growth. It's going to fall into the same category of questions that
most applications do, and hence the Frequent of the Frequenty Asked
Questions entry.

Heck, we could even bodge the ClassLoader such that if the class
loader requests a sun.* class, and the sun.* class isn't on the
classpath, that the ClassNotFoundException's message is set to
'Harmony doesn't ship with sun.* classes by default, but by reading
FAQ 1234, you can learn how to enable them'. Any half-decent
application wil log such exception messages somewhere.

> > I strongly urge everyone to vote against the suncompat module being on
> > the classpath by default. In two years time, we will be able to look
> > back to this post and either congratulate ourselves on a wise decision
> > made now, or rue the day that we gave up the chance to allow a strong
> > stand on the restriction of sun.* packages for any running code.
>
> I think you are really overstating it right now.  This is a reasonable
> fight to have at 1.0 time, but for snapshots?  Jeeze - I'm thrilled that
> users want to spend time using our software right now.
>
> We just want to make it easy for early adopters.  We're not going to
> "support" these classes.

So, should we start shipping with it by default now, when do we
disable it by default? And what happens to those early adopters that
you are campaigning for now when the switch is made?

The problem is that there's an implicit guarantee that other users
will see, when Harmony suddenly changes from having these classes to
not having these classes. It's going to be just as much problem if we
do the switch in 1 year as in 1 day. The difference is that we'll have
364 days worth of pissed off users that it used to work, but now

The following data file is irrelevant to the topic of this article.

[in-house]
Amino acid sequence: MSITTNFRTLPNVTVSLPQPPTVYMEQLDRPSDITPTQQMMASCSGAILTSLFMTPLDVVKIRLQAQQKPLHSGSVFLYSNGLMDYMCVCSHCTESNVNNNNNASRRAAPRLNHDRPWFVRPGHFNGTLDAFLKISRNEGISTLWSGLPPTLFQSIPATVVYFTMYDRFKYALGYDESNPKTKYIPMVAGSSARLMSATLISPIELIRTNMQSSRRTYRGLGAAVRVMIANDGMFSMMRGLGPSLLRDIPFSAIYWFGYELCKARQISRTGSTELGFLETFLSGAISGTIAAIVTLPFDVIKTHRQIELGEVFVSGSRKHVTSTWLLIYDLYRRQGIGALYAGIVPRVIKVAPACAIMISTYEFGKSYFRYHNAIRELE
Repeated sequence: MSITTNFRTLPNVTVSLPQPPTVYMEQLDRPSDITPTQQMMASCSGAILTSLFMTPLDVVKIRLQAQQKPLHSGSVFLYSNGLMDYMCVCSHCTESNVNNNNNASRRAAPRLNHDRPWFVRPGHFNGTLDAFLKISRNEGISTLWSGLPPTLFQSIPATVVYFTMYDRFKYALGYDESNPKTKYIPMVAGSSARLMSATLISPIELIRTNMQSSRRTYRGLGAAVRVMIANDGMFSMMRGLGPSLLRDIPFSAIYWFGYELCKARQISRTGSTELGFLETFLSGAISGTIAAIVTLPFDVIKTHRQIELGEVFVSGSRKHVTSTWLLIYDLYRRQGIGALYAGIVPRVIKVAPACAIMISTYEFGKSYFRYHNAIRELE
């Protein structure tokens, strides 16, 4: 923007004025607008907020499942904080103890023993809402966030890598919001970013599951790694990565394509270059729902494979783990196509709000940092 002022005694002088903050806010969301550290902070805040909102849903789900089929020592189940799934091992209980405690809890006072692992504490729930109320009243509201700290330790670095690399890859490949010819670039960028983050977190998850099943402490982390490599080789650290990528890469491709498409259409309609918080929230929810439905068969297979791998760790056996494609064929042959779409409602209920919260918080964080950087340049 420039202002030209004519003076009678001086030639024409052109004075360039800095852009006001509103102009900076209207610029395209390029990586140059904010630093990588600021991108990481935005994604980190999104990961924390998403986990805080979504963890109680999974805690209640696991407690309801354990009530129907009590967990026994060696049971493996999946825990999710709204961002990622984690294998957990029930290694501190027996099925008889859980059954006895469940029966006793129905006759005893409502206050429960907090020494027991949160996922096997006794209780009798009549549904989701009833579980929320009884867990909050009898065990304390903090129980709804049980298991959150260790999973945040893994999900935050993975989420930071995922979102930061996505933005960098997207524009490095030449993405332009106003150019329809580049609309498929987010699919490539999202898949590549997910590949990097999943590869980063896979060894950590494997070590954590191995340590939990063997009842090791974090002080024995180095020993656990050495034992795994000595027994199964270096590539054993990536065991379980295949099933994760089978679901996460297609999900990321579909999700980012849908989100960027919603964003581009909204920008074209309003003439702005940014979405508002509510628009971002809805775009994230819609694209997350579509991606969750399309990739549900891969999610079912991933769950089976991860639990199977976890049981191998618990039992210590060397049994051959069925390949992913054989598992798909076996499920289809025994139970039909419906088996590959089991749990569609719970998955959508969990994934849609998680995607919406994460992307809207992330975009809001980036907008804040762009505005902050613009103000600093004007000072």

doesn't. And if the users are going to read the README.TXT in 365 days
time to figure out how they're going to re-enable the old behaviour,
they're just as likely to read the README.TXT file *now* when they
have a problem and need to enable the compatibility mode.

Heck, we could even include a non-non-non-standard option in the JVM
args like -XXX:EnableSunClasses which would allow early adopters to
enable the classes on the fly.

> > PS The whole 'on the classpath for runtime but not for compile time'
> > is completely bogus. If it's on the classpath, then an IDE such as
> > Eclipse that provides its own compiler will still be able to compile
> > against the class, as will e.g. references in JSPs for application
> > servers that suppy their own compilers. It's either in the classpath,
> > or it's not. If it's visible at runtime, then it's visible to any
> > other 3rd party compiler, even if we hack Harmony's JavaC to refuse to
> > compile against it.
>
> I wonder if we could come to some agreement with Eclipse to start for an
>  annotation that achieves our goal here...  So then eclipse will point
> out the problem...

AFAIK when you call a deprecated method, it draws a line through it.
It doesn't display any message, though.

Alex.